Thus, higher current capability requires a designer to set aside more of his chassis package's heat dissipation capability budget, to providing for high currents. But this takes away from the heat budget he can use for a higher rails voltage. And it's higher rails voltage that sells amplifiers, since a higher rails voltage translates into a higher rated output power spec, and that's what sells power amplifiers. Therefore, most power amplifiers are current starved, usually deliberately (in the power supply, and/or the output stage, and/or by compressive limiting in the name of thermal and current overload protection), to save money and to effectively protect the amplifier against generating the excess additional heat that would be generated if high currents were allowed.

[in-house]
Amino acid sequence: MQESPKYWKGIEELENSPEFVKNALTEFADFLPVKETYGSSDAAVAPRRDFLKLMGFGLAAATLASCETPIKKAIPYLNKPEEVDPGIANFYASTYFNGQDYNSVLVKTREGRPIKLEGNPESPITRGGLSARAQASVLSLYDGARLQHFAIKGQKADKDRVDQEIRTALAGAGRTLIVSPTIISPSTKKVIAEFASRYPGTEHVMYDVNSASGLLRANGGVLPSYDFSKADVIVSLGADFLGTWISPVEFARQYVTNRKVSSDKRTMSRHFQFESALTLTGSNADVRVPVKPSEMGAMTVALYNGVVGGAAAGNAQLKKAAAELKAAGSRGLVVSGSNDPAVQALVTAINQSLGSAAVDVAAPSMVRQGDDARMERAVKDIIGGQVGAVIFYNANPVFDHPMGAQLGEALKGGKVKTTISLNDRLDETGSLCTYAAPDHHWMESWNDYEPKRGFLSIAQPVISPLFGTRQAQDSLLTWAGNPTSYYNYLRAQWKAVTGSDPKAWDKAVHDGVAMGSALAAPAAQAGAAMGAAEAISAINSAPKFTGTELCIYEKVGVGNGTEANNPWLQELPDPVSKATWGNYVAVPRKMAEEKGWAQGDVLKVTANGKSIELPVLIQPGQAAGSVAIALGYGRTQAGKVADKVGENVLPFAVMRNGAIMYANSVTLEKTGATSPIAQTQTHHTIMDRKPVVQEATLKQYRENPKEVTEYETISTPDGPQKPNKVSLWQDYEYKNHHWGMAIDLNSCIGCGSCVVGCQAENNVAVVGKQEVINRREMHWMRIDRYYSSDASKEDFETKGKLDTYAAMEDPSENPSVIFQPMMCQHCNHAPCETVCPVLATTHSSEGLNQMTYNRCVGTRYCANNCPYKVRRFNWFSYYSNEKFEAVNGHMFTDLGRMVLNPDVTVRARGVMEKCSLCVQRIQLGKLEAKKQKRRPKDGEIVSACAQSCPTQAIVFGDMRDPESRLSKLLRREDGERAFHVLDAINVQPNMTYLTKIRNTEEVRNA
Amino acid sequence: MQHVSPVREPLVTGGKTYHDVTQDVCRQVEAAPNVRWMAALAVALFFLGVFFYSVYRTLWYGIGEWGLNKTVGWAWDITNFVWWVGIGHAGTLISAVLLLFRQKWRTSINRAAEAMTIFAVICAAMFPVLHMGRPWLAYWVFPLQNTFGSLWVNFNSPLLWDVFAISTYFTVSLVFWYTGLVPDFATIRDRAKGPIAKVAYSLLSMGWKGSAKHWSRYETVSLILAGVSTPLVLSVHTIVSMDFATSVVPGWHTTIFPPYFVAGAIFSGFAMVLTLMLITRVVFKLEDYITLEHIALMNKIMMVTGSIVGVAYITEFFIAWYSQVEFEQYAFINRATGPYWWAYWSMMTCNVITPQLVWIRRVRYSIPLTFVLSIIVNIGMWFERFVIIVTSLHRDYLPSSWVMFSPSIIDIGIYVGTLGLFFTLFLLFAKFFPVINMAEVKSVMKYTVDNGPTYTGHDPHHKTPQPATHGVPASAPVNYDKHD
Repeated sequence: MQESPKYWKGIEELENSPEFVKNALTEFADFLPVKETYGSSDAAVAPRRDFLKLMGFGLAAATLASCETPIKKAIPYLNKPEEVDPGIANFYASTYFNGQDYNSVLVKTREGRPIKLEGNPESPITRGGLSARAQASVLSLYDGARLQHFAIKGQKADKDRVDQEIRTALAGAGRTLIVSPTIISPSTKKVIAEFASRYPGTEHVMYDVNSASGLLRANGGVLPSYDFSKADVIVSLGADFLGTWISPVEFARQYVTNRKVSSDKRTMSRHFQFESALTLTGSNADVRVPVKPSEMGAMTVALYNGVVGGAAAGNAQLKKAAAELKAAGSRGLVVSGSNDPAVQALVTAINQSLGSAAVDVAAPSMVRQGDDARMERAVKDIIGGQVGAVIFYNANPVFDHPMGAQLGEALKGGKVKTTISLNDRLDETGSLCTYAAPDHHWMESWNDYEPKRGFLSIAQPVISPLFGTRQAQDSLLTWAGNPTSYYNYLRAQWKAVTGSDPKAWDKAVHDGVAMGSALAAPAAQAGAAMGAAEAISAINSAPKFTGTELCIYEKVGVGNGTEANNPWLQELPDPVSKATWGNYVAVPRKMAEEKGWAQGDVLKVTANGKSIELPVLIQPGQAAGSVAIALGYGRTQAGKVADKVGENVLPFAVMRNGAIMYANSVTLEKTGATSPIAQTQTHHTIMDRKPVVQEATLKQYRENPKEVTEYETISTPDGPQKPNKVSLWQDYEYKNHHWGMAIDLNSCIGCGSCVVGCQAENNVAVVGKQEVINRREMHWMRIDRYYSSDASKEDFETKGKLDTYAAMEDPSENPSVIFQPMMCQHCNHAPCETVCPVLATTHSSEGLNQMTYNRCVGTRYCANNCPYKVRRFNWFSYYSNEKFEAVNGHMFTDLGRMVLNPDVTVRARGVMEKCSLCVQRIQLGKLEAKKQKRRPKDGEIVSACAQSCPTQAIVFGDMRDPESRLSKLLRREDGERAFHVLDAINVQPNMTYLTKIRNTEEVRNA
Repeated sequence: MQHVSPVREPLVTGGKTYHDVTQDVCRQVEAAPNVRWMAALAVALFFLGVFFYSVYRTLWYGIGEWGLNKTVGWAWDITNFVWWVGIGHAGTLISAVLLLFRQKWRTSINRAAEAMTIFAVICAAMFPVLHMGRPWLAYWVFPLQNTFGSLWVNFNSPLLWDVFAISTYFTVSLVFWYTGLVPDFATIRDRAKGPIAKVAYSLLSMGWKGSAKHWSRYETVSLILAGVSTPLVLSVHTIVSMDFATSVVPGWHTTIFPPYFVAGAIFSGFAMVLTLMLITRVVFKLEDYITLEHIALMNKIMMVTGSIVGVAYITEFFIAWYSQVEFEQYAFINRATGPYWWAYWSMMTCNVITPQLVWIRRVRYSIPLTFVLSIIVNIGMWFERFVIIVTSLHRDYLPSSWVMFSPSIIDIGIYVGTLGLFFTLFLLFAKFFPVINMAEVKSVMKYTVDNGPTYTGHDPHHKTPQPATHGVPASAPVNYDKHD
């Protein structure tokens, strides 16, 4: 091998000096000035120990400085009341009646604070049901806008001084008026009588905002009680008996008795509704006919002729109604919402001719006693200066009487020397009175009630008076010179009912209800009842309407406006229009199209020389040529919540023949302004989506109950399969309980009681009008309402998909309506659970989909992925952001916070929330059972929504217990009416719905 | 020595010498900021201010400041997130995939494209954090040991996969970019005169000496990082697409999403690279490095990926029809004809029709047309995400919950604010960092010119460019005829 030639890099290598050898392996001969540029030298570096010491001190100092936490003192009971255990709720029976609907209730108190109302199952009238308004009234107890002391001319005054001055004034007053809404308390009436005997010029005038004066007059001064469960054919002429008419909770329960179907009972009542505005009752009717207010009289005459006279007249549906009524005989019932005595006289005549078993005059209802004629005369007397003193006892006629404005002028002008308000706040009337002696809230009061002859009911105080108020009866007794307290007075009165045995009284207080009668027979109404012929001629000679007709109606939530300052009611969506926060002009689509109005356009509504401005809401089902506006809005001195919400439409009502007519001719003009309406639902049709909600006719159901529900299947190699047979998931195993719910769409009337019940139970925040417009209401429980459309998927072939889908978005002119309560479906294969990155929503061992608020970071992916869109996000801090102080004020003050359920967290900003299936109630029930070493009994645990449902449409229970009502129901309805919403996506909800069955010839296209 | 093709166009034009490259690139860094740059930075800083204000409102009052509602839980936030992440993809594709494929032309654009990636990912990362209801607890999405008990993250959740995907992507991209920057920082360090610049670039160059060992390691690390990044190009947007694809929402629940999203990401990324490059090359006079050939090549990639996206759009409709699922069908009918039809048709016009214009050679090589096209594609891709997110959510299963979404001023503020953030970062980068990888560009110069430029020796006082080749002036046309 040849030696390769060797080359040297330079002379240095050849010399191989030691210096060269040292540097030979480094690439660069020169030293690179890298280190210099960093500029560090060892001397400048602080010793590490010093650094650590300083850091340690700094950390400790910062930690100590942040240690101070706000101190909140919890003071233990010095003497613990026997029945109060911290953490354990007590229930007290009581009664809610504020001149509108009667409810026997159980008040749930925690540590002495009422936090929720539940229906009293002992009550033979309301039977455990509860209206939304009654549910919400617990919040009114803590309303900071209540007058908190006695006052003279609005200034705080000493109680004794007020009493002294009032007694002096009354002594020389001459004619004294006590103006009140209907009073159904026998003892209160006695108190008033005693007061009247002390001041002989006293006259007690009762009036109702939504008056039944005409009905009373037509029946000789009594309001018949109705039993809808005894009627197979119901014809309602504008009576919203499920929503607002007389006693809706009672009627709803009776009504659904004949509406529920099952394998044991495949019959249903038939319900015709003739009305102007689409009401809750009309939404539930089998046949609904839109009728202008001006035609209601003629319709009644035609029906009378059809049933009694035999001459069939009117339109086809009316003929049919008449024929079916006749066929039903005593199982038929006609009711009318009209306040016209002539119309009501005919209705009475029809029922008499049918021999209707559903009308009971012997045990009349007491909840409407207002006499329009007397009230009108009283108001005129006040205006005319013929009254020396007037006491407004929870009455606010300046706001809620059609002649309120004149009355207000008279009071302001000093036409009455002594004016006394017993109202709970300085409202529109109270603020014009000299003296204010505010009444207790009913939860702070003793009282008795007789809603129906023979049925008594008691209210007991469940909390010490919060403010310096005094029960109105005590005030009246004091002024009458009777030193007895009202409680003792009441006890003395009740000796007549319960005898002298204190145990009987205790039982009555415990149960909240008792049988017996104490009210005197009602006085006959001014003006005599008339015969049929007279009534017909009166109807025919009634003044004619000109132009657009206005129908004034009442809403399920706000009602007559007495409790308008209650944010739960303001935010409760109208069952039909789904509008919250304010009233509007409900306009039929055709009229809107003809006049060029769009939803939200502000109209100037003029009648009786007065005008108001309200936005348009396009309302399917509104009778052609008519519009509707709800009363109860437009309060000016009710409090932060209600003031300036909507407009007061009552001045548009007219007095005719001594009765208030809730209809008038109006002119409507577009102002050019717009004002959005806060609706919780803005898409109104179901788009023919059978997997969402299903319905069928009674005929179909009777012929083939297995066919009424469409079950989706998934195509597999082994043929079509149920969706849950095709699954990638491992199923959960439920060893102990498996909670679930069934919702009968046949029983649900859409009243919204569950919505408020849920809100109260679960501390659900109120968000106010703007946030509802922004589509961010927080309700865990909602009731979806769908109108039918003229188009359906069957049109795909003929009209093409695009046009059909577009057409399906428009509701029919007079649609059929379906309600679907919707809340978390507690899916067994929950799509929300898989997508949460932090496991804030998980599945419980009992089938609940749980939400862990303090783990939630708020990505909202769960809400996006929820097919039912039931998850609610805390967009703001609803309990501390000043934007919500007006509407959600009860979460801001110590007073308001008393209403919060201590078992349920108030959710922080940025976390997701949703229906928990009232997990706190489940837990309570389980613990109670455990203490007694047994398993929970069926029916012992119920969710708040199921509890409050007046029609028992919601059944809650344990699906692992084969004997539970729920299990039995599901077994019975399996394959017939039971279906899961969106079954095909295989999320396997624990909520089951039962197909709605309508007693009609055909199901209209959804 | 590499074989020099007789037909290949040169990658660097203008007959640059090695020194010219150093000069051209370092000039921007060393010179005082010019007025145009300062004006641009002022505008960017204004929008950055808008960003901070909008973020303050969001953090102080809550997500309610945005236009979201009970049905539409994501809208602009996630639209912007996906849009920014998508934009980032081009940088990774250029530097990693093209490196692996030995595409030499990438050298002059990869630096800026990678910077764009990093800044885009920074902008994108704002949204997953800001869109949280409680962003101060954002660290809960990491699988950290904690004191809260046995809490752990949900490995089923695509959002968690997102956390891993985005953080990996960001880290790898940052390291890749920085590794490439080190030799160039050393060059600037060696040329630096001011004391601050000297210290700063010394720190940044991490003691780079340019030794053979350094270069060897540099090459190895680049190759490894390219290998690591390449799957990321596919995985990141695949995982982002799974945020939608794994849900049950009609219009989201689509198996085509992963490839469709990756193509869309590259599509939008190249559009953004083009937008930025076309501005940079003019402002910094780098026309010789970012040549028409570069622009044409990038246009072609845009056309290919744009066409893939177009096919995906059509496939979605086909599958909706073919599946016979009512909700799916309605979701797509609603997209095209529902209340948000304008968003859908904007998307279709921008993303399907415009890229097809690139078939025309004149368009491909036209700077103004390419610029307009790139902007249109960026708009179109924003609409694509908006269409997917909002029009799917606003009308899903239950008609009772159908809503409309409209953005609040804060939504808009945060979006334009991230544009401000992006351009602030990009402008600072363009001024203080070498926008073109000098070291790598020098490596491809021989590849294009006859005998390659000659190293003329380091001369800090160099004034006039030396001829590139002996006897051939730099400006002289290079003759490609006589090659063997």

Enter the Arcam AVR600. Thanks to its use of class G, and Arcam's wise decision to not spend all of class G's heat budget bonus on a much higher rails voltage and the flash of a much higher power rating spec, a lot of class G's heat budget bonus in the AVR600 is left over, to spend on other factors that make for better sound. Factors such as higher current capability. Armed with the foreknowledge that the AVR600 had heat budget to spare, the Arcam engineers could then bravely employ premium output transistors that have high current capability and a large SOA (safe operating area, the ability to handle both high current and high voltage at the same time, to do more work controlling your loudspeakers accurately and with authority). This in turn meant that these transistors not only could deliver high current, but also would not have to be protected by prissy, premature current limiting protection circuits like most other amplifiers and certainly all other receivers have (the AVR600 does of course have current protection, but it is set at a significantly higher current level than competing units, with substantially wider margins). And the Arcam engineers could arm the AVR600 with a beefy, high current power supply, knowing that their product could literally take the heat when high instantaneous currents are demanded, for achieving perfectionist waveform fidelity. As a further benefit, power supplies and output devices with high current capability also tend to have low source impedance, which in itself further promotes more perfect sonic and waveform fidelity (hence better transparency, spatial imaging, etc.).